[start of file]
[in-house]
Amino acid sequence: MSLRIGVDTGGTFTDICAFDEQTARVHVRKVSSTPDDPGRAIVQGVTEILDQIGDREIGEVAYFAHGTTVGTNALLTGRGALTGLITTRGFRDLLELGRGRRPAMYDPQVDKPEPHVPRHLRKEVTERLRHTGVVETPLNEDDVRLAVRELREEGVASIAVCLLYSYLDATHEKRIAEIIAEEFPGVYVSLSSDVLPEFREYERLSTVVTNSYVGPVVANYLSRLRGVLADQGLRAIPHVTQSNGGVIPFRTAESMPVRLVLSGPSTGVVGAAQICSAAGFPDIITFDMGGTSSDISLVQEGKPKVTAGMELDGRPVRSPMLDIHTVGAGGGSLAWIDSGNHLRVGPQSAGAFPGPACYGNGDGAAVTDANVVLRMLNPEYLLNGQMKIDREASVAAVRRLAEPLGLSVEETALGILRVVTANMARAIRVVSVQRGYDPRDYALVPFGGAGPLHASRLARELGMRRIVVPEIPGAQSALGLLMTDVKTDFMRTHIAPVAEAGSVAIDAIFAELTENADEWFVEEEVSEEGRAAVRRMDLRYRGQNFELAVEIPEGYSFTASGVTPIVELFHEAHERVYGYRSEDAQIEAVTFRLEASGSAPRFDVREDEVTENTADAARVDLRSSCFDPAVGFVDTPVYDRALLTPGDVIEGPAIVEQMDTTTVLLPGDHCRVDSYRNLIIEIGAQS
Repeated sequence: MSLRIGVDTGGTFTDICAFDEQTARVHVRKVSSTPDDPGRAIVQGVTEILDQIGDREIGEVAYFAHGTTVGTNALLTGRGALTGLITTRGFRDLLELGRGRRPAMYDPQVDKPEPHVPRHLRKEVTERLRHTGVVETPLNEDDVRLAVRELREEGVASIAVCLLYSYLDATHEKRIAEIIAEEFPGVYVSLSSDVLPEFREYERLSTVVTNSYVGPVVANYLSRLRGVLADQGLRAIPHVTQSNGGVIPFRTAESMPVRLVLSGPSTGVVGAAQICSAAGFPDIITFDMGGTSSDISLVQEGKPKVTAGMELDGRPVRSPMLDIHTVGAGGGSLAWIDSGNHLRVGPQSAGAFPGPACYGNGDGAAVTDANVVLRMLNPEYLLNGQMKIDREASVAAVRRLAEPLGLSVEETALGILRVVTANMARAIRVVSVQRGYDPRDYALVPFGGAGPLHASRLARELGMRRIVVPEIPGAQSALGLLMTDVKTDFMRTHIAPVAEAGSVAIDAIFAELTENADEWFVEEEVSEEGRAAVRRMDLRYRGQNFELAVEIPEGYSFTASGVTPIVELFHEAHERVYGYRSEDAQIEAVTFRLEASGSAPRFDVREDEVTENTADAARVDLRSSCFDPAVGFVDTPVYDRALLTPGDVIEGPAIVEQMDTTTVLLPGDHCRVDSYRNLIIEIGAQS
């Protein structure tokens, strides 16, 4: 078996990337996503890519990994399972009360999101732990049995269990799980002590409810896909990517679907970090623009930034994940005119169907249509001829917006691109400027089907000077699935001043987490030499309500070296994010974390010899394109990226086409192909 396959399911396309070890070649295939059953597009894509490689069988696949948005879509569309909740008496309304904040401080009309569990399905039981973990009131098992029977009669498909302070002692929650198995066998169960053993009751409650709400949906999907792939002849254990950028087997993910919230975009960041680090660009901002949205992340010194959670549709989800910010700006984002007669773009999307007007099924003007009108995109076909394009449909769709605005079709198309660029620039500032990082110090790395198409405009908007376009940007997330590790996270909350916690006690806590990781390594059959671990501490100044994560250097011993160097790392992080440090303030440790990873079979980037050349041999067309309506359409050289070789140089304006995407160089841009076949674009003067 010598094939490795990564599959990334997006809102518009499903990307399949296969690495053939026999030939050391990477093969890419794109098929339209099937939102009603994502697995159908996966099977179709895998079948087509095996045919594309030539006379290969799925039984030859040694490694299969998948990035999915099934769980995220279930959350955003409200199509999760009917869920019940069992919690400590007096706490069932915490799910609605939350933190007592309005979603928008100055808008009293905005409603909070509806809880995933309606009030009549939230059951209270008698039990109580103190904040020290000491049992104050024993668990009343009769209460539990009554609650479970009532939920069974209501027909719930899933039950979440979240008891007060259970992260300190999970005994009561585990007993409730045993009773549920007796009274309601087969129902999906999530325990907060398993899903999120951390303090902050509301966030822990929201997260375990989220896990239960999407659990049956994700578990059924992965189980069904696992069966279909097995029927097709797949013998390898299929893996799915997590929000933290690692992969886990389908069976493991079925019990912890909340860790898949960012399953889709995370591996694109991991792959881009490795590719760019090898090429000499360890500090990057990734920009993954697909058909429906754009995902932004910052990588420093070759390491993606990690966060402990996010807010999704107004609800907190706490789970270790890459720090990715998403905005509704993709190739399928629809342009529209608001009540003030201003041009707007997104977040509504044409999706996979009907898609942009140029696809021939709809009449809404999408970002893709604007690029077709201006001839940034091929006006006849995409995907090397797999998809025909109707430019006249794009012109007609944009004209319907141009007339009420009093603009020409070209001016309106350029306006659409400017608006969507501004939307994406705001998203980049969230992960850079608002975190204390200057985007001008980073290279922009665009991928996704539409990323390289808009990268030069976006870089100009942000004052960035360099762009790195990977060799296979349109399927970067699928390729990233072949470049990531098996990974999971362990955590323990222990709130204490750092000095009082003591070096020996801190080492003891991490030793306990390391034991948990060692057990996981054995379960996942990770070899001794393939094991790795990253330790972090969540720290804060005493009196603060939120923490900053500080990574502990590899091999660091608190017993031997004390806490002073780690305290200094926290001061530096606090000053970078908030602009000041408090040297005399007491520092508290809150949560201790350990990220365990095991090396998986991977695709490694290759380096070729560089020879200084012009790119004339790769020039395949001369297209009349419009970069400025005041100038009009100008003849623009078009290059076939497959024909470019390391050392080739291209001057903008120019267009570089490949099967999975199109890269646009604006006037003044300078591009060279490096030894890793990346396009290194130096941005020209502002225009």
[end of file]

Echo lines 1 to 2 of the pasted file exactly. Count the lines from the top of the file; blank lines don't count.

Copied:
[in-house]
Amino acid sequence: MSLRIGVDTGGTFTDICAFDEQTARVHVRKVSSTPDDPGRAIVQGVTEILDQIGDREIGEVAYFAHGTTVGTNALLTGRGALTGLITTRGFRDLLELGRGRRPAMYDPQVDKPEPHVPRHLRKEVTERLRHTGVVETPLNEDDVRLAVRELREEGVASIAVCLLYSYLDATHEKRIAEIIAEEFPGVYVSLSSDVLPEFREYERLSTVVTNSYVGPVVANYLSRLRGVLADQGLRAIPHVTQSNGGVIPFRTAESMPVRLVLSGPSTGVVGAAQICSAAGFPDIITFDMGGTSSDISLVQEGKPKVTAGMELDGRPVRSPMLDIHTVGAGGGSLAWIDSGNHLRVGPQSAGAFPGPACYGNGDGAAVTDANVVLRMLNPEYLLNGQMKIDREASVAAVRRLAEPLGLSVEETALGILRVVTANMARAIRVVSVQRGYDPRDYALVPFGGAGPLHASRLARELGMRRIVVPEIPGAQSALGLLMTDVKTDFMRTHIAPVAEAGSVAIDAIFAELTENADEWFVEEEVSEEGRAAVRRMDLRYRGQNFELAVEIPEGYSFTASGVTPIVELFHEAHERVYGYRSEDAQIEAVTFRLEASGSAPRFDVREDEVTENTADAARVDLRSSCFDPAVGFVDTPVYDRALLTPGDVIEGPAIVEQMDTTTVLLPGDHCRVDSYRNLIIEIGAQS